Sleep of Plants
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Sleep of Plants
the periodic closing and opening of plant organs, predominantly petals, during the day and night. Sleep movements are among the nyctinastic movements produced by the alteration of day and night. They are caused by change in illumination (photonasty) and change of temperature (thermonasty); such changes cause the flowers and inflorescences of many plants to open and close at certain hours. For example, the flowers of dandelion, chicory, flax, water lilies, oxalis, and many cacti open during the day and close in the evening or, in overcast weather, during the day. In scented tobacco (Nicotiana alata var. grandiflora), dame’s violet, evening primrose, queen of the night, and many Caryophyllaceae, the flowers open in the evening hours and close during the day. The flowers of salsify, lettuce, and some other plants open in the early morning hours and begin closing by noon. By selecting plants according to these characters, Linnaeus created a “flower clock.”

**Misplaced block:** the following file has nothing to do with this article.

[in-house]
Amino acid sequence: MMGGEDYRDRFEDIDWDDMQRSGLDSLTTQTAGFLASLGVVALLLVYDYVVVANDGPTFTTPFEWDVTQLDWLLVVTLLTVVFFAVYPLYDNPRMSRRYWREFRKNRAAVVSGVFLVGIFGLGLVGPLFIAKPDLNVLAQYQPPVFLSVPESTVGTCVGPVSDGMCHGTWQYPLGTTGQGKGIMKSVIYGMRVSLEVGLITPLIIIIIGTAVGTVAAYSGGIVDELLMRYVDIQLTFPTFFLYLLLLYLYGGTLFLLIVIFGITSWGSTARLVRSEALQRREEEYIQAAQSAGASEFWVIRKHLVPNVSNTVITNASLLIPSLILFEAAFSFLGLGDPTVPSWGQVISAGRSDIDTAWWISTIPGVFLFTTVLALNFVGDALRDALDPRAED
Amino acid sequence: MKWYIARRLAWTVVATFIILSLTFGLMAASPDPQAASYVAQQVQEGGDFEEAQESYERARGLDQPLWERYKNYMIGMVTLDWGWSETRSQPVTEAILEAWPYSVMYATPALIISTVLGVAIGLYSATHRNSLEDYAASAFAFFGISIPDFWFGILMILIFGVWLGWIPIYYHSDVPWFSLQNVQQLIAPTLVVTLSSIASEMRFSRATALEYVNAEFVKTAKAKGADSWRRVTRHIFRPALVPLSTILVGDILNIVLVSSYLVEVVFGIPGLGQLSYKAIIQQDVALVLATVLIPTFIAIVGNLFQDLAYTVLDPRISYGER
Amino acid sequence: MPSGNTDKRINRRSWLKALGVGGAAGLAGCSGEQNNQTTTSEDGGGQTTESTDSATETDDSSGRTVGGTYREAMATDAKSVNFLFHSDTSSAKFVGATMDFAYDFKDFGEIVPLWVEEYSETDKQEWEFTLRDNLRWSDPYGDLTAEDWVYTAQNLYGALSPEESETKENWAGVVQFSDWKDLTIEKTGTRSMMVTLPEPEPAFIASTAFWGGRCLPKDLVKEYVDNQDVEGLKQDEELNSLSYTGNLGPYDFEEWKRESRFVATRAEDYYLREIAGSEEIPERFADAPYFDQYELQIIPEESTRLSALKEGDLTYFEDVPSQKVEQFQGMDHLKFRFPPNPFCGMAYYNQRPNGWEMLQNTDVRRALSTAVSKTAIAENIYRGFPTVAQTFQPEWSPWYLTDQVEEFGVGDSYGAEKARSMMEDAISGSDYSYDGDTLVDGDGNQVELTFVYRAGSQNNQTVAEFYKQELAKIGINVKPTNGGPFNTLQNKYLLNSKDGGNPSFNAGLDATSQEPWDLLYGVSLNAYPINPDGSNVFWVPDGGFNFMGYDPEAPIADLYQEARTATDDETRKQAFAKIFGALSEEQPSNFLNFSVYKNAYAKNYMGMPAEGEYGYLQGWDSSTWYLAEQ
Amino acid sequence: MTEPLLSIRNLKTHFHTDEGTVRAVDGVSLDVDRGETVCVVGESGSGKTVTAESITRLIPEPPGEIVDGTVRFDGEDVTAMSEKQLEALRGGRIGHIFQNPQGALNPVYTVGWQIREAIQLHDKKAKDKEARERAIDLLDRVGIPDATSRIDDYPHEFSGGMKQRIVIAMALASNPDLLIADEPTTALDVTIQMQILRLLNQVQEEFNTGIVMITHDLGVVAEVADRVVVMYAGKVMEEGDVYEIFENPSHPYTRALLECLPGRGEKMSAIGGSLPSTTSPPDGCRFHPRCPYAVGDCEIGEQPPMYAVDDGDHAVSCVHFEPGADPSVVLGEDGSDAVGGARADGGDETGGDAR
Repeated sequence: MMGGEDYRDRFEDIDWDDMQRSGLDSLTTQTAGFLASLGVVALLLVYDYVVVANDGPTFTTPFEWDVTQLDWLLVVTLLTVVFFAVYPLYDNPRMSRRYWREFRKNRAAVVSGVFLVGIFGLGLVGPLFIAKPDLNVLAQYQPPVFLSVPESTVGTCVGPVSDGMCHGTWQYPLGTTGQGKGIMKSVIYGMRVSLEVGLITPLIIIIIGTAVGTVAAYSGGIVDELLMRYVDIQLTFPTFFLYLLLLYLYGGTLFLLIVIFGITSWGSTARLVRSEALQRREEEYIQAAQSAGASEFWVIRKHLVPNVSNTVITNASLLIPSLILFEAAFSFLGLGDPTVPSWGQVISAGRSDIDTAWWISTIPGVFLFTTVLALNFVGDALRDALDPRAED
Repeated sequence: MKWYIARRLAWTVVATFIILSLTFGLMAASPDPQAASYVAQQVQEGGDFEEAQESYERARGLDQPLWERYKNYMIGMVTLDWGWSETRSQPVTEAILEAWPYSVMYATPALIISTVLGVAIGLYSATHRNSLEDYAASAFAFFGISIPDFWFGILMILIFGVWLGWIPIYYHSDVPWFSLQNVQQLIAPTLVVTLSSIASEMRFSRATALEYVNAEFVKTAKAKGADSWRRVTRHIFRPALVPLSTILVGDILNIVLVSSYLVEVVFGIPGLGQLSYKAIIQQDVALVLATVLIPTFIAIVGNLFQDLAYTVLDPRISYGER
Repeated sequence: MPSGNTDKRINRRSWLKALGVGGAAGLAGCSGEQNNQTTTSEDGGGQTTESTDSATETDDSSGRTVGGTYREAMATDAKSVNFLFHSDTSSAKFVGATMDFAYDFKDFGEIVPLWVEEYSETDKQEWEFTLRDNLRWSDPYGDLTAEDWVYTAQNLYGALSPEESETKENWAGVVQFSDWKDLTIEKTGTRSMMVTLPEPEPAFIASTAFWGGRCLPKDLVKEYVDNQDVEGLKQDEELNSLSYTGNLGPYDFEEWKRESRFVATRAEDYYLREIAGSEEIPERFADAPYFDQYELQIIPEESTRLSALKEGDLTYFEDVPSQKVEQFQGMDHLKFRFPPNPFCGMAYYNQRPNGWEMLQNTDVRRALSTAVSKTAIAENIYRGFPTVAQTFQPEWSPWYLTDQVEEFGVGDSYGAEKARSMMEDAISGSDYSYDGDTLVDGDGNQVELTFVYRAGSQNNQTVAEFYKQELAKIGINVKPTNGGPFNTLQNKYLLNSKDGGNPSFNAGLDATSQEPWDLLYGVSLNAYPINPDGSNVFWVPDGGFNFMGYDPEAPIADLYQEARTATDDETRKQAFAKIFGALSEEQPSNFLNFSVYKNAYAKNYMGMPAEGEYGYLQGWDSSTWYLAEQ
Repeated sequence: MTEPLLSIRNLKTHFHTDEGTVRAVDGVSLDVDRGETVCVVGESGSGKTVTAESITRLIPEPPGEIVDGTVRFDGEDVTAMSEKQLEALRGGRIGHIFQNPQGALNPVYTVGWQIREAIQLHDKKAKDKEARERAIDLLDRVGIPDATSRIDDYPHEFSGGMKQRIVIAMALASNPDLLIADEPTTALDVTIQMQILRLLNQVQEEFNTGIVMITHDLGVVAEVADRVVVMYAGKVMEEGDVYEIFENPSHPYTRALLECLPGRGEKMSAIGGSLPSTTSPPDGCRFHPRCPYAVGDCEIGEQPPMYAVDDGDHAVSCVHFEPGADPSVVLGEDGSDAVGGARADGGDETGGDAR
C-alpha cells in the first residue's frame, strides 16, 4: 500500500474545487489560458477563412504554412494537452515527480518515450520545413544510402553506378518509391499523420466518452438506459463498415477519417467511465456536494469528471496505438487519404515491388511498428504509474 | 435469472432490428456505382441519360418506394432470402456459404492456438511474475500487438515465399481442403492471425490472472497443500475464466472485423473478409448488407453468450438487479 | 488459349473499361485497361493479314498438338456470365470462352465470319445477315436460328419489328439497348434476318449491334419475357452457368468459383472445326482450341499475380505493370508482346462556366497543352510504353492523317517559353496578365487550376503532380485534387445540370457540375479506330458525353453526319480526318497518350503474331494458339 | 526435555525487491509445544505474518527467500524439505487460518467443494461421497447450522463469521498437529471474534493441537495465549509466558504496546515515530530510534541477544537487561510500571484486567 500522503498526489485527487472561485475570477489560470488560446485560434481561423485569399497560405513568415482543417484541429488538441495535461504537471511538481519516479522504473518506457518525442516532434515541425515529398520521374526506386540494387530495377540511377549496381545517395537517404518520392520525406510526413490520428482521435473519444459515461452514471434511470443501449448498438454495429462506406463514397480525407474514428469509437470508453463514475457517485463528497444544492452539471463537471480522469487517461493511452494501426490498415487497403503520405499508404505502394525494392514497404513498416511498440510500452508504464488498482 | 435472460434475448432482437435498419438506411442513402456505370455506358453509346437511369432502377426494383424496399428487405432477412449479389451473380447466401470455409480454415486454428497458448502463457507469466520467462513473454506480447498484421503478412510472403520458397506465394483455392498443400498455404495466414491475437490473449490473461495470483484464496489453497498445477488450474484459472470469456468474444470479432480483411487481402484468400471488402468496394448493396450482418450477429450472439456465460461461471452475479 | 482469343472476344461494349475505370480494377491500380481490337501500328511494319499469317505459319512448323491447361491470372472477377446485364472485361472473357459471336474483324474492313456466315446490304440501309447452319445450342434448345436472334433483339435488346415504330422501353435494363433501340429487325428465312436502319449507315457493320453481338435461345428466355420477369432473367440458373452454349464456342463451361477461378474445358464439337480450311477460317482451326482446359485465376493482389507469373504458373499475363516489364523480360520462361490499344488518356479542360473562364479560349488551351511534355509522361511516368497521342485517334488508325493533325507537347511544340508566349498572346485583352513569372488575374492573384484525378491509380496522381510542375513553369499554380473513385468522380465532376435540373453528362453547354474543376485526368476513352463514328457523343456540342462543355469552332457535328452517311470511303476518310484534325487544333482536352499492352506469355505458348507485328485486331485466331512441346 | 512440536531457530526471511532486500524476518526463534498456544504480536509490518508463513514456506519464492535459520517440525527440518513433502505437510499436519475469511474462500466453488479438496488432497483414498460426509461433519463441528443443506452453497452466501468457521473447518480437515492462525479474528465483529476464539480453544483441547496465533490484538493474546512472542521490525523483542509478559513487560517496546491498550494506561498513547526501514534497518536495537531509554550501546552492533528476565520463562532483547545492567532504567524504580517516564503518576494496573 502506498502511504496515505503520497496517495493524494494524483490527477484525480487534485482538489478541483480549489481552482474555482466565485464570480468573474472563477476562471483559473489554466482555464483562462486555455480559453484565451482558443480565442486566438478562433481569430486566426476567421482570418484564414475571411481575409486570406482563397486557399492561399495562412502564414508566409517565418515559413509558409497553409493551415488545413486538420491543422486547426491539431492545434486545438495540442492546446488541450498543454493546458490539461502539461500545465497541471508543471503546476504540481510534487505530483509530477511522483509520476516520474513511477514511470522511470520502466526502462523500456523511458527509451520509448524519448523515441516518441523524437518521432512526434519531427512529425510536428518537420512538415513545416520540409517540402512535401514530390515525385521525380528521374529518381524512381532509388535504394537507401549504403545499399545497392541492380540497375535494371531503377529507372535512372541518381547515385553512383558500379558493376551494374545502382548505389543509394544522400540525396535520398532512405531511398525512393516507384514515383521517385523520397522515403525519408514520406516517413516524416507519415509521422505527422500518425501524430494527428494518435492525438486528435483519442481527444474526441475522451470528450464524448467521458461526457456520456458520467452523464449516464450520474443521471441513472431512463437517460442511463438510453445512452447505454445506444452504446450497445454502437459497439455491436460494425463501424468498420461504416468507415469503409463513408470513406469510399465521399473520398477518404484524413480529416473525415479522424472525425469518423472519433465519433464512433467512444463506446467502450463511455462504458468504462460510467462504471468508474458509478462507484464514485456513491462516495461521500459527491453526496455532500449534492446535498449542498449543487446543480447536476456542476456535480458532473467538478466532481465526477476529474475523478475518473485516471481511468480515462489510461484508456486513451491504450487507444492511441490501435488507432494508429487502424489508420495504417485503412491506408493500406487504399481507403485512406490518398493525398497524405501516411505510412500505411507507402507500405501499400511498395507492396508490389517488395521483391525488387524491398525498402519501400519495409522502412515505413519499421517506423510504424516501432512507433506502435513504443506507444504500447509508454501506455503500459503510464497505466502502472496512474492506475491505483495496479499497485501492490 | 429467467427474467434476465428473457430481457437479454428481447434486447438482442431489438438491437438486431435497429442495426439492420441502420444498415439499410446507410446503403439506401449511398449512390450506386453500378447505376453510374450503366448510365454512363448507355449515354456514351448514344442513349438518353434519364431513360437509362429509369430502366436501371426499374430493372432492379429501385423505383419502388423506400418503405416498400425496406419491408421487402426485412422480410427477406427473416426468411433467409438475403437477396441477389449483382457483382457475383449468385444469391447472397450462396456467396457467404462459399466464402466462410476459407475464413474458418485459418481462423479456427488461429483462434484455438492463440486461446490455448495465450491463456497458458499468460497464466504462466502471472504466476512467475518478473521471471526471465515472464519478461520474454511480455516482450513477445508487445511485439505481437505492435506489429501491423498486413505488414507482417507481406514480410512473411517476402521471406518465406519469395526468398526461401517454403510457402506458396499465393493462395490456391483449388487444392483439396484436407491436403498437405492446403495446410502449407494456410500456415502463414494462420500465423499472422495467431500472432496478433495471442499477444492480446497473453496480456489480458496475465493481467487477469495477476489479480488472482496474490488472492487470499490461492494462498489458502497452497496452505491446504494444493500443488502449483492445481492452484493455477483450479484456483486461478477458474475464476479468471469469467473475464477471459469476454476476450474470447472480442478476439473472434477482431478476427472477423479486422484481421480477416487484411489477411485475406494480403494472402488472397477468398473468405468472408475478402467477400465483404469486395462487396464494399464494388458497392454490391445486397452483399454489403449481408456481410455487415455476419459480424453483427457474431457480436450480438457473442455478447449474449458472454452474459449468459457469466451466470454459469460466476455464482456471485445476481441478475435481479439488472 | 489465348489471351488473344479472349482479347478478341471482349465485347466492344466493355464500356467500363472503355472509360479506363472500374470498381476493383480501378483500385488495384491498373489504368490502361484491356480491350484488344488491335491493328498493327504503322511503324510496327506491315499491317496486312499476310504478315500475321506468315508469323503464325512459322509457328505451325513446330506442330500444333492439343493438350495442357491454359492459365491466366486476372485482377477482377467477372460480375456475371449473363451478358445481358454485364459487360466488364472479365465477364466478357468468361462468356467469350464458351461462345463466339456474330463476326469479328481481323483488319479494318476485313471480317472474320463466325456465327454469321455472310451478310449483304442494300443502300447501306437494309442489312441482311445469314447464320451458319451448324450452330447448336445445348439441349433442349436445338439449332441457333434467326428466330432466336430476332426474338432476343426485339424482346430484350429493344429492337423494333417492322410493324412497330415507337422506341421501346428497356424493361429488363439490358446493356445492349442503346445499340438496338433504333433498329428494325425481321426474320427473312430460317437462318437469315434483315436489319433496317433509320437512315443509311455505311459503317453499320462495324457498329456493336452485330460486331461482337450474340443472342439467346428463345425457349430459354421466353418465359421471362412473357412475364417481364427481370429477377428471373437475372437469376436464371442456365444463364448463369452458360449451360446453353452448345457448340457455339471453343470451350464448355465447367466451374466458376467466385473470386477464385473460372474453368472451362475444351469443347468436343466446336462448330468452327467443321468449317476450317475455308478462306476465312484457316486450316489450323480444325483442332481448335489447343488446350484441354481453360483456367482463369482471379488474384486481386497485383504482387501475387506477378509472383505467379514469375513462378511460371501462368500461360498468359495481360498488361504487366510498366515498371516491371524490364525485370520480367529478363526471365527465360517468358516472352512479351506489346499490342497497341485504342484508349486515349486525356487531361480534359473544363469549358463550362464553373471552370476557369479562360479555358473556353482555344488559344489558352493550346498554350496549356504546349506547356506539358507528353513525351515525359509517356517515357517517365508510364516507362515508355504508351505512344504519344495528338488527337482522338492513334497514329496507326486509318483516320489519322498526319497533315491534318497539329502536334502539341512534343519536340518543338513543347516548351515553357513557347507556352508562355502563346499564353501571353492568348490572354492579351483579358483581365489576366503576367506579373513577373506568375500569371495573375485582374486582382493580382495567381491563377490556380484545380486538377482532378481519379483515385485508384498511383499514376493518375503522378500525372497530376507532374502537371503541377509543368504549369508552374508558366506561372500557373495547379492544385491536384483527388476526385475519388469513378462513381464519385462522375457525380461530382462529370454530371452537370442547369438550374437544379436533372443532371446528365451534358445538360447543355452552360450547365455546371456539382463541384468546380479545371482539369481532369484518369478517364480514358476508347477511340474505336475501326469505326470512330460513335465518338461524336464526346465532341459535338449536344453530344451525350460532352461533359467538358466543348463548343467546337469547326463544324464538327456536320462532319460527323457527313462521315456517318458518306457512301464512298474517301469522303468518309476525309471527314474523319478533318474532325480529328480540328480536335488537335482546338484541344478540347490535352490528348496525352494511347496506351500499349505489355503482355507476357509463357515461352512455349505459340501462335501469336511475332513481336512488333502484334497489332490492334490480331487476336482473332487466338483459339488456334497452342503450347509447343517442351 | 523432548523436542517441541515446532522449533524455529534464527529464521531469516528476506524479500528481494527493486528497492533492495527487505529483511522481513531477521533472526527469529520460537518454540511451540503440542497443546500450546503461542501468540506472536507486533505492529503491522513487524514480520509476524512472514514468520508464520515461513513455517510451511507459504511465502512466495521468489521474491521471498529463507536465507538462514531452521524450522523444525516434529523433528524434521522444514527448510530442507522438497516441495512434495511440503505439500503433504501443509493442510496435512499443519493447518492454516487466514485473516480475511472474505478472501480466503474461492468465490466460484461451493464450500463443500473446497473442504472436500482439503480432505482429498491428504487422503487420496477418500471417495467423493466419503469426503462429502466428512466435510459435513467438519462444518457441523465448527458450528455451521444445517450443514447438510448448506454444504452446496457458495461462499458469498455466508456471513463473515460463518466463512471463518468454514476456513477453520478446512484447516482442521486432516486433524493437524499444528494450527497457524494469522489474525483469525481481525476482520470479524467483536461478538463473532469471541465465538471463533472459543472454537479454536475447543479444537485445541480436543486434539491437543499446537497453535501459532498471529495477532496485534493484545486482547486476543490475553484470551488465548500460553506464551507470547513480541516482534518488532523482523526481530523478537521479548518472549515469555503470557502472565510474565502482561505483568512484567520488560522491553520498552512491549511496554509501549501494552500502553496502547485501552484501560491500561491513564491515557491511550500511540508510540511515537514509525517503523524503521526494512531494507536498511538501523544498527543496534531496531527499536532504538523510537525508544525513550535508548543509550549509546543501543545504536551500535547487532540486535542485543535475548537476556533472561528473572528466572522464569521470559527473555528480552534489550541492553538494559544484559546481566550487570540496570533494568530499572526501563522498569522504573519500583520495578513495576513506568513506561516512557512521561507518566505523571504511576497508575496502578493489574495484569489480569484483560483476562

In many plants the position of the leaves also changes as a result of changes in the intensity of illumination. As a result of uneven growth of cells on different sides of the leafstalk, the leaf blade may be directed downward at night and upward during the day, or vice versa. In leaves that have completed their growth, movement occurs owing to changes in the turgor pressure of cells of the pulvini of the leaf articulations (for example, in Leguminosae, Oxalidaceae, and Amaranthaceae).
Sleep movements have great biological significance. In closed flowers the internal organs are protected from chilling and excessive moisture (rain, dew); in open flowers pollination occurs under the most favorable conditions.